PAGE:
It is an art with a touch of science that can tell the producer if a Brahman cow has already mated. The following things should be taken into notice:

  • The bull’s behavior
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If the bull ignores a cow that has gone out of the estrous cycle and continues to ignore her when you suspect she should be going into heat, that cow has most likely been bred.

  • Estrus activity

A cow has most likely been bred if she does not come into heat after about 21 days or shows any signs of such activity between days 21 and 45 post-breeding.

  • Notice the tail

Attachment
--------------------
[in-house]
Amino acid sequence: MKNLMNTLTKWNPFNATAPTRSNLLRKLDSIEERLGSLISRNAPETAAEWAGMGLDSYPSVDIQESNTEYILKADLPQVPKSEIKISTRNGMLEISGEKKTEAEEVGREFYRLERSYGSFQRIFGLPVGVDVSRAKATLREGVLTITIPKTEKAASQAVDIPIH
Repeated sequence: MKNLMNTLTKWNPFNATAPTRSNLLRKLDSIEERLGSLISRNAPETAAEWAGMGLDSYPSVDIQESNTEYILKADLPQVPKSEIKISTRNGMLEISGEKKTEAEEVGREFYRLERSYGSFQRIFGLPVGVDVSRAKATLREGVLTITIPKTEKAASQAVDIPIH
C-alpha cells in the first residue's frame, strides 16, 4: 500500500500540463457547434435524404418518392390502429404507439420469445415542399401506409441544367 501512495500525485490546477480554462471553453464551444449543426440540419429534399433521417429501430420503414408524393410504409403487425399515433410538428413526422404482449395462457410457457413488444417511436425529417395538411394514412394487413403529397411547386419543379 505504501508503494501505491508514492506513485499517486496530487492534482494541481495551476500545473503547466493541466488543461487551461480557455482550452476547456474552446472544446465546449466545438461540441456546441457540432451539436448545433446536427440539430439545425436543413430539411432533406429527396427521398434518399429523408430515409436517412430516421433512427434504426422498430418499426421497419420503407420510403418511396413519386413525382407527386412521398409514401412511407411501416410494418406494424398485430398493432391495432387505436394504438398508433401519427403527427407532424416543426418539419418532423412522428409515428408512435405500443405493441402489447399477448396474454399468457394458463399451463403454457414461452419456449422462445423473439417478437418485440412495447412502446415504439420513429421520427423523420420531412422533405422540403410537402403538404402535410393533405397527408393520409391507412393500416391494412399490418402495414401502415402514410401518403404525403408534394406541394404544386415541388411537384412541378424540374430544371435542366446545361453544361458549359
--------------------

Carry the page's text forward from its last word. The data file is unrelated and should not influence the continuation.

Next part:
If a cow has a crooked tail or a tail held out at an unusual angle, it’s maybe easy to detect if she’s been bred. After pairing with a bull, the crookedness can last for roughly 24 to 48 hours.

  • Check the female’s hindquarters.

It could indicate pairing and ovulation activity if you notice increased fur, mud, or exposed patches on the female’s hind legs. However, these traits should only be used to identify breeding actions if a breeding bull accompanies the female cows.

  • Discharge from the vulva

If a bull has recently bred a cow, you may notice a whitish discharge from her vulva. It’s important to remember that the white discharge you notice is the bull’s seminal fluid.

The gestation period of a Brahman cow

Image Credit: A brahman cow with her calf by CSIRO (CC BY 3.0) from Wikimedia

It is important to note that cows of different breeds have different gestation periods. And those with a shorter gestation period tend to be more advantageous.